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Sponsa Christi

New nursing order?

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Sponsa Christi    4
Sponsa Christi

I wonder who out there would actually consider joining me in starting a religious order of traditional nursing sisters (full habit) offering free hospice/palliative and respite care service (funded by donations)? I'm feeling called and believe this is so necessary now. It's early stages yet. Just wondering what others think and whether some would be interested. Of course, if God wants it, then it will be a hugely successful undertaking. Any thoughts?

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Luigi    3,347
Luigi

It sounds very similar to the Dominican sisters of Hawthorne. They serve cancer patients who have incurable cancer, which sounds pretty much like hospice care to me. I'd imagine there's a lot of palliative care involved with that, although I don't know it for a fact. And I don't know that they provide respite care to families or caretakers. But it would seem that the respite care would be a natural expansion of what they do already. 

I've never tried to found an order, but I've followed the progress of some newly founded groups, and there are just so many challenges and possible detours along the way. It seems more prudent to me to work with an existing order if possible, and expand or refocus the ministry. But as you say, if God wants it...

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Sponsa Christi    4
Sponsa Christi

Hello Luigi.

Yes, I do know the DSH. I did a vocation retreat with them once. They limit themselves to cancer patients, however. When they were founded, there was a real need to have care for cancer patients in particular. 

I like the work they do. In fact, I would love to have an extended visit with them to learn more about how they do their work on a more practical level. Funding, etc.

The Little Sisters of the Poor are another admirable group to learn from. 

There is also a group of Spanish sisters who do respite work. 

I agree that it is a lot easier to join with an already established group but at my age (53) no one would accept me. I would hope to accept those who are able of any age. We all have a purpose in God's loving eyes!   :)

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Francis Clare    630
Francis Clare

I don't know a lot (or hardly anything for that matter) about starting a new order, although one former nun from OLAM and then Charlotte did just that.  It's taken her a few years but I know she's got a few sisters with her now. Her charism is completely different, though.

IMHO just from reading this forum for a few years now, I would think there would be somewhat of an interest in founding such an order especially among those women who are past the seemingly arbitrary entrance limit of 35 years old or so.  But the kicker would be if they were trained nurses as well.  It's not easy to go back to nursing school or leave one's career to go back to school (not cheap.) Of the other orders founded by, ahem, more mature women (no slur intended) they just never sounded inspiring to me.  Perhaps I'm just shallow, but that's how it feels to me ---charisms, habits, Rule of Life, etc. never grabbed me.  Although I realize except for the charism the rest are pretty much externals.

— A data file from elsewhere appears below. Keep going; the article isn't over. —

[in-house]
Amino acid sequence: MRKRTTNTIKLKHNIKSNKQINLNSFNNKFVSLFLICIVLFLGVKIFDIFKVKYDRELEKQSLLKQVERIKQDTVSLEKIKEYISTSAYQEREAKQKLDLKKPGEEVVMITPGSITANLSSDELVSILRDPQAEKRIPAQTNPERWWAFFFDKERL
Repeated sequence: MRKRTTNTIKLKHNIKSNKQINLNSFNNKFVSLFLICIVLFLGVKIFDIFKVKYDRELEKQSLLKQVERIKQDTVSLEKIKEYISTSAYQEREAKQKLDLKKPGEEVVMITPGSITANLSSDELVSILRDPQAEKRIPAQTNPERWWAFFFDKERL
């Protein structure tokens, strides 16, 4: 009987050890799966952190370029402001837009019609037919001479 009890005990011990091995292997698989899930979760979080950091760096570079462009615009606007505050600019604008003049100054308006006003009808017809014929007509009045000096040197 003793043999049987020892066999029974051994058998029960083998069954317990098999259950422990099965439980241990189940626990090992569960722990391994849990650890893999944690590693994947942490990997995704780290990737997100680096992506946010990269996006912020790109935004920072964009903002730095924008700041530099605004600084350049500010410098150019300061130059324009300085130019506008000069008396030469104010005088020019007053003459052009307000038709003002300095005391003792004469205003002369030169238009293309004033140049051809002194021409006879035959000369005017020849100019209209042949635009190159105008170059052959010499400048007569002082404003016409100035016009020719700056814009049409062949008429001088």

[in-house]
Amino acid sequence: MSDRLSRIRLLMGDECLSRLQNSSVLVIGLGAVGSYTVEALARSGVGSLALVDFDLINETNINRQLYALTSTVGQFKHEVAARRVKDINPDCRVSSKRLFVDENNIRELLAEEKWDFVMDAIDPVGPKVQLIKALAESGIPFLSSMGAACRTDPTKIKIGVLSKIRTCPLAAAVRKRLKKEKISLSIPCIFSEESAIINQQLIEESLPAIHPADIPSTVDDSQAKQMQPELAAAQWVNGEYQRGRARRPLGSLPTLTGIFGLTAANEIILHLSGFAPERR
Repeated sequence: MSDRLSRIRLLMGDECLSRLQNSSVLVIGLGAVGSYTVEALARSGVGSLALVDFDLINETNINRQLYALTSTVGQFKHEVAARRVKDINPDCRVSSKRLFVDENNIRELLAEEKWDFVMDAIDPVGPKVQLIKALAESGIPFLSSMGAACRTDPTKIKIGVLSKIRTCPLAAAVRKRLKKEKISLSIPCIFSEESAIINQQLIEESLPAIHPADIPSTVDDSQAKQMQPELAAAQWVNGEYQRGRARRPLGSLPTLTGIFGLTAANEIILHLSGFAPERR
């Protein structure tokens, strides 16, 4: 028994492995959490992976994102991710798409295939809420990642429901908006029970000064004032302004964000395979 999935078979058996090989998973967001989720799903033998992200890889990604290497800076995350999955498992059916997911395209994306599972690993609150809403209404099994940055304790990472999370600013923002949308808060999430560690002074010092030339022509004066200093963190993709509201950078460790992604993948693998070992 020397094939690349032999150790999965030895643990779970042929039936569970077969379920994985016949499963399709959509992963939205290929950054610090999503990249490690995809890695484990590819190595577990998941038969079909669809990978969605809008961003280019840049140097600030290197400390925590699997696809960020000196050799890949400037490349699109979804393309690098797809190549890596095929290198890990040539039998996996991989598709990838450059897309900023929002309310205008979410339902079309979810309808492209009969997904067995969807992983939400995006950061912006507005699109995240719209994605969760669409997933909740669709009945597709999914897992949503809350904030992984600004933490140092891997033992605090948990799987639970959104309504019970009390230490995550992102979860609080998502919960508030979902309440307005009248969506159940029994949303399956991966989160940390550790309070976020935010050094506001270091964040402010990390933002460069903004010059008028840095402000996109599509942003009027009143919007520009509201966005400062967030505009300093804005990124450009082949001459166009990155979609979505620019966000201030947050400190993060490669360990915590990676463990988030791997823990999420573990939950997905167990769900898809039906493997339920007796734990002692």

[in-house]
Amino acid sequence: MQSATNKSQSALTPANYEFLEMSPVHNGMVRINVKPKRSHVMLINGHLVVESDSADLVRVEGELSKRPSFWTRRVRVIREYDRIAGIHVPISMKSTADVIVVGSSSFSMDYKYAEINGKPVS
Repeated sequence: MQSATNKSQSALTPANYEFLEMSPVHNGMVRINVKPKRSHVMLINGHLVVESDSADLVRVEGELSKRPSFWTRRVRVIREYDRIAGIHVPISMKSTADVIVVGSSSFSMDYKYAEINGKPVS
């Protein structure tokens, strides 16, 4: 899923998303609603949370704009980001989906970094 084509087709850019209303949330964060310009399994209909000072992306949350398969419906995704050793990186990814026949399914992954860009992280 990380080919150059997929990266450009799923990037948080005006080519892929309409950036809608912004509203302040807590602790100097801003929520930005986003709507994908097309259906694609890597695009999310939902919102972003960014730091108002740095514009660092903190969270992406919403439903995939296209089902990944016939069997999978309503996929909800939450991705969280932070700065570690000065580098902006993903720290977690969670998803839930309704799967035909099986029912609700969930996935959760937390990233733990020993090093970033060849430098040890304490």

Do you need permission from your Arch/Bishop?  Do you have a Spiritual Director that you've discussed this with?

Good luck, keep us posted, and I'll pray for your intention.

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Sponsa Christi    4
Sponsa Christi

It would be ideal to have women who are already nurses but having nursing assistants or personal caregivers or others with experience in healthcare. It doesn't take long to train to be a nurse's aide. The Dominican Sisters of Hawthorne have their sisters train to be aides. We could also have sisters who work from our home as medical transcriptionists or medical biller/coders. I have also thought of having a team of sisters conduct caregiving classes for those who suddenly find themselves with the need of caring now for a loved one.

This Diocese has not had any new, or any traditional, orders for a long time. I'm not sure the bishop would even be interested, but if not then we would just have to go elsewhere. 

I am pondering names, too. Franciscans of the Mother of God or Sisters of St Pio. Still undecided. 

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Carmelite4christ    12
Carmelite4christ

I have  been a caregiver for the elderly for five years now. I work for an agency. Several years back, I helped the Benedictine sisters who cared for the elderly.  Even though my college background is in a different major. I love taking care of the aged. I think its a wonderful idea. May the holy spirit guide you in God's will! I love the little sisters of the poor  as well! They have the right idea... helping the elderly who are poor. :)

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Sponsa-Christi    730
Sponsa-Christi

Speaking as a canon lawyer, I'm wondering if it wouldn't actually be easier to find an established group and persuade them to make an exception to their age limit than it would be to start an entirely new community.

The vocation to be a nursing Sister is very different from a vocation to start a new community. There are a lot of things to worry about with respect to starting a new community that wouldn't even begin to occur to most people.

Also speaking as a consecrated virgin...being "too old" for one vocation is very rarely a good reason for taking on another, very different vocation. E.g., there is no age limit for consecrated virginity, and I'm happy when a woman who was called to be a CV all along finally realizes her vocation. However, in my personal experience, women who become CVs just because they were "too old" for religious life never really grasp the charism of the vocation or live out the vocation as fully as women for whom consecrated virginity was their "first choice."